Assistant Director Fay Lomas takes us inside the second week of rehearsals for Alice Childress’ Trouble in Mind.
It’s been another action-packed week of rehearsals up in Notting Hill. We’ve been working through Act 2 and also spending some time going back over sections of Act 1.
As last week, upon approaching each scene, we spent a significant amount of time digging into the text, followed then by getting the scene up on its feet. We’ve been focussing on making sure we keep on adding in the detail. Everything has to be specific, nothing general. At times, this has meant asking ourselves – what’s the backstory to a line or a relationship? On other occasions, we did an exercise which involved the actors, on their line, pointing to the character(s) to whom the line is addressed. Linked to this, we’ve been asking which lines are private discussions between two characters, and which lines are intended for everyone to hear. With the private lines, we’ve asked ourselves, how do the characters achieve privacy within this rehearsal room? Where can they go to have a subtle chat? When lines are public we’ve also had to ask ourselves, how are the characters affected by what they hear? So, for instance, how do the other characters react to the director singling out one of the actors for public praise? The play is also full of interrupted conversations – Laurence has encouraged the actors to consider what a conversation would go on to say if it didn’t get stopped.
As last week, we’ve had to ensure that we don’t pre-empt rows. We’ve discovered that often characters are entering a discussion hoping it will go well, that they will be listened to, and then suddenly things spiral out of control. Connected to this has been the question, is there enough pressure on the characters to make them act the way they do? We’ve done a lot of work exploring how tension builds and what it is that makes an argument suddenly explode.
Besides detailed text work, there’s also been props galore. The smallest details in the script translate into things that take a lot of work in the rehearsal room. For instance, the play is set in the late autumn – this means that all the characters have coats, hats, scarves and gloves and the actors have to work out the precise choreography for taking them off when their characters enter the rehearsal room and for putting them back on when they leave. It sounds simple, but it’s amazing how complicated every day items can become when you’re onstage and trying to fit the action around what else is going on in the scene. And of course, the play within a play means that there are props and costume pieces associated with that too. Andrew Alexander, playing the stage manager character in Trouble in Mind, is kept very busy indeed moving ironing board here, bucket there, and scripts here there and everywhere!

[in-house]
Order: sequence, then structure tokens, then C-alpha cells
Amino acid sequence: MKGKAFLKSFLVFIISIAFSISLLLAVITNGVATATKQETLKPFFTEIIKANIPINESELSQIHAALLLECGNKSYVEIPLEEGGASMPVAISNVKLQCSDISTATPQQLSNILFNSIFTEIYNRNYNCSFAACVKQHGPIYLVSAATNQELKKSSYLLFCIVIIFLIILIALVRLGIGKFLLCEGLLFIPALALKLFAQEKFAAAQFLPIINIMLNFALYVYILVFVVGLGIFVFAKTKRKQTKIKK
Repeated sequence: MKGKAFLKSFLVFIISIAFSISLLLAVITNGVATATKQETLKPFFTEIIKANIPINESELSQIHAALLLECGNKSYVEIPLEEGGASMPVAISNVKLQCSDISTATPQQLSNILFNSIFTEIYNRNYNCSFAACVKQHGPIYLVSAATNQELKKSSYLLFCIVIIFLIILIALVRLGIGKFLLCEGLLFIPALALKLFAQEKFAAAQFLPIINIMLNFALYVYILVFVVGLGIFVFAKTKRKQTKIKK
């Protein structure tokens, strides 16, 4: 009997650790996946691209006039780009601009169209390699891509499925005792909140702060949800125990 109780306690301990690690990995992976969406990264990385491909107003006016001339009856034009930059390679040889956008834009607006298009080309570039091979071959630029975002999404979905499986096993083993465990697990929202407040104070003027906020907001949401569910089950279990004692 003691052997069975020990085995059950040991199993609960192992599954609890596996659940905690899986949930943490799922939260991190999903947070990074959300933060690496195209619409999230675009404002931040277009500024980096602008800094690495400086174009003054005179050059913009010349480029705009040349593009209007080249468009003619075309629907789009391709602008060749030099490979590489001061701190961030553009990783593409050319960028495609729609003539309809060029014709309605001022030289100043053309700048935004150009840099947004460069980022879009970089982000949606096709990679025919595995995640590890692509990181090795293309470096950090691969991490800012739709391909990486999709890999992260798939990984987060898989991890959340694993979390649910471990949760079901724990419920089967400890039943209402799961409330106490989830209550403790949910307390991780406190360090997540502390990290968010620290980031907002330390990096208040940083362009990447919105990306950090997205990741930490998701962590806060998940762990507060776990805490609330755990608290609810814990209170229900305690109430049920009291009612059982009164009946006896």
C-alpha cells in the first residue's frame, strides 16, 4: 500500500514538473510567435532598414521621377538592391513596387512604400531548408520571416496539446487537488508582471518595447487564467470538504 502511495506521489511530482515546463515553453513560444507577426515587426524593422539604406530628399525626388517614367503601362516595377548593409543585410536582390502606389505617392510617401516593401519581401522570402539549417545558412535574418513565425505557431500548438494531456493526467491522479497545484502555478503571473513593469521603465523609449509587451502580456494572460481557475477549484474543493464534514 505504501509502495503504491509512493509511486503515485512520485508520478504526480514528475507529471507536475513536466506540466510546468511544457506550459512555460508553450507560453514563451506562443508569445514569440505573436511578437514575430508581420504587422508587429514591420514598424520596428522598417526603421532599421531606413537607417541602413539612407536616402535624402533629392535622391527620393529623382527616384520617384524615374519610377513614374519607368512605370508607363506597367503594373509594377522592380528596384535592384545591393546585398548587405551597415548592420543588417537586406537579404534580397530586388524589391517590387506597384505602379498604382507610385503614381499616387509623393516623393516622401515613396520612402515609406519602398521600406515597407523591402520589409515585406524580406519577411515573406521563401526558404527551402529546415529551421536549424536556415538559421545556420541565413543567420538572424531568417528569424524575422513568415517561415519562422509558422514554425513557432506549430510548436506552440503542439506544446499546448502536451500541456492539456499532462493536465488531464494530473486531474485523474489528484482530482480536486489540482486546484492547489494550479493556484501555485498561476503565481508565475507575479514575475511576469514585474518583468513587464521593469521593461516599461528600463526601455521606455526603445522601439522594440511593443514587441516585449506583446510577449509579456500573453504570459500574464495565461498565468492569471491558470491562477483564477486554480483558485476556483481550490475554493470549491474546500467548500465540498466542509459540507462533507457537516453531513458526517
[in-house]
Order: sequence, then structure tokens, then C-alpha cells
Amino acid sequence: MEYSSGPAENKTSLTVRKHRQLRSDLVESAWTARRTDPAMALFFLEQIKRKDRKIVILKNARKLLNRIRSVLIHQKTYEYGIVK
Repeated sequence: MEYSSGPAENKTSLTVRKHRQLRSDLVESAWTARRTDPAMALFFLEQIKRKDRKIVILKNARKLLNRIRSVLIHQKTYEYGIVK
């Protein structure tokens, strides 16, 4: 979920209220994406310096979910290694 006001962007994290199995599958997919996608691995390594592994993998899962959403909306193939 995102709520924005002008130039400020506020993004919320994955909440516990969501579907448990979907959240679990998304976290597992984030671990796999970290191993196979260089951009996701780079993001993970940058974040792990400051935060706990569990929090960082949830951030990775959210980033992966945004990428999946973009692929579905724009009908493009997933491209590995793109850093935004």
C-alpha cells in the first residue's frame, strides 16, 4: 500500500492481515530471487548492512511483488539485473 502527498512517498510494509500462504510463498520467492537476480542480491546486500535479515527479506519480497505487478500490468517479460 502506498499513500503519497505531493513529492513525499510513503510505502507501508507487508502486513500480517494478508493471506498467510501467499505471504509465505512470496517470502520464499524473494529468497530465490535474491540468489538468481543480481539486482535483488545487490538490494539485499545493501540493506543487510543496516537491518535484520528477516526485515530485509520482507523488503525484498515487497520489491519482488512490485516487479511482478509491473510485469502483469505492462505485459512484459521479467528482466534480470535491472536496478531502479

This week, both in text work and in staging the scenes, we’ve rehearsed through dividing each scene in short sections, which we then rework many times, in lots of detail. Laurence encourages the actors to keep on asking themselves what worked last time and what didn’t and then to make new or different choices as they see fit. It’s amazing to watch how much detail and how many new discoveries emerge from this approach.
We’ve also been doing lots of work on the play within a play – which is a prominent part of Act Two. A challenge at the heart of Trouble in Mind is that the play is critical of the content of Chaos in Belleville (the play within a play) and yet quite a lot of stage time is dedicated to the actors rehearsing it – so it’s important that, on some level, the audience is invested in the story of Chaos in Belleville and the characters and relationships within it.
This week also saw lots of costume fittings, and the get in: so our set is now basically up in the theatre.
We’re heading excitedly into our final week of rehearsals in the rehearsal room now, before going into tech the following week.
Trouble in Mind | 14 Sep – 14 Oct | Book Now